The coat rack


It’s been a while since I did dovetails, so I had to spend some time thinking about how this is done. I decided to do 4 tails on the 20mm / 4” piece, and I want good sized pins to have good strength. After messing around a bit, I got the pins sorted out.

Pins first? Shouldn’t the tails be done first? Well – it really does not matter. I like to do the pins first, because I find it a LOT easier to trace the outline of the pins onto the tail board. More on that later.

After I had the pins laid out, I grabbed my Veritas dovetail saw and cut the pins. I used a coping saw and a chisel to chop out the waste between the pins. My Veritas marking gauge gave me crisp shoulders on the tail/pin sockets.

After the pins were cut, I stood the pin board onto the tail board, aligned the edges carefully (remember, your fingers are INCREDIBLY sensitive – they can feel the height difference of your fingerprints!) and traced the pins. I used the marking gauge to set the socket lines, and chopped the waste with a chisel. The outermost half pins I just cut with the saw.

And you just rubbed your fingers together to check my statement about the sensitivity of your fingertips….

The first set of dovetails came out okay. A few gaps, but nothing that I cannot fix with a strategically placed shaving.

The next set of dovetails came out perfect. I know the image makes it look like there are gaps, but it is just the lead from the pencil lines plus the fact that I make my pins and tails a smidgen too long. It is SO much easier to plane away a too long pin than to try to plane a short one longer…

It turned out that there was a hairline gap on the inside corner because my dovetails did not seat quite perfect, so I decided to make the tails a bit thinner. I scored the shoulder line with the marking gauge and used the router plane to remove the waste.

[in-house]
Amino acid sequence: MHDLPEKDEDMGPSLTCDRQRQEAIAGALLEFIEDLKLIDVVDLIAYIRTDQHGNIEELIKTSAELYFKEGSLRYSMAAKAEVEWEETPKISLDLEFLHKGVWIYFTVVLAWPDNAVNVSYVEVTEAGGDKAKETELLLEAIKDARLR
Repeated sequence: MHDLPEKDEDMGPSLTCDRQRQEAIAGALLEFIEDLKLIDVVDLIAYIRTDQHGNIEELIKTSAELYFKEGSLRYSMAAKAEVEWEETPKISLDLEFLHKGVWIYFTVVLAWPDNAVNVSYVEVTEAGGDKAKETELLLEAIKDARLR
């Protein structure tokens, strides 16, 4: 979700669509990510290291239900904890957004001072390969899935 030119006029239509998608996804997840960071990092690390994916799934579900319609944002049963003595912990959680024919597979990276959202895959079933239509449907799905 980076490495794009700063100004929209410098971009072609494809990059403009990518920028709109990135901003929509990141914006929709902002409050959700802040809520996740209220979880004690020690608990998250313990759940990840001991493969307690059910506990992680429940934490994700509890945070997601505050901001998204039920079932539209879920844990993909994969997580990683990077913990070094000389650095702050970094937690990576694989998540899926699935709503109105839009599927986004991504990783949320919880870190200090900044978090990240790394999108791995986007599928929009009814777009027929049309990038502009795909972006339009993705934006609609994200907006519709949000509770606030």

Hindsight is 20-20, and this task should’ve really been done before I cut the tails, because I got a bit of tearout at a few corners. I’ll have to fix that by jamming some splinters in when I glue this together. Live and learn!

After checking the fit, I sanded the inside faces using my Mirka Abranet sanding block with integrated dust collection. This is such a good tool! I get absolutely no dust flying in my face what so ever.

Some Titebond III gravy, and it is glueup time! I wanted a bit of open time, plus this shelf MIGHT see a bit of water – better to be safe than sorry.

And as soon as I had assembled the box, I remembered about dovetail clamping spacers! Too late – better bring out the arsenal of clamps! I could’ve used just 4 clamps if I made a simple clamping helper from some gash, but it was too late for that.

It worked out well, and after the glued had cured I could use my smoothing plane to finish the outside of the shelf.

This is a result I am VERY pleased with! If I am not mistaken, this is the fifth or sixth time I make dovetails, and I managed to get this fit straight off of the saw. That, I am VERY pleased with.

I am not so pleased with the tearouts, though… They really shows. But I put in some splinters in the worst places, and it took care of it for the most part. This corner is on the top side anyway, so it’ll never be seen. Next time, I’ll do better.

With that out of the way, it is time for the rack itself. To the next page!

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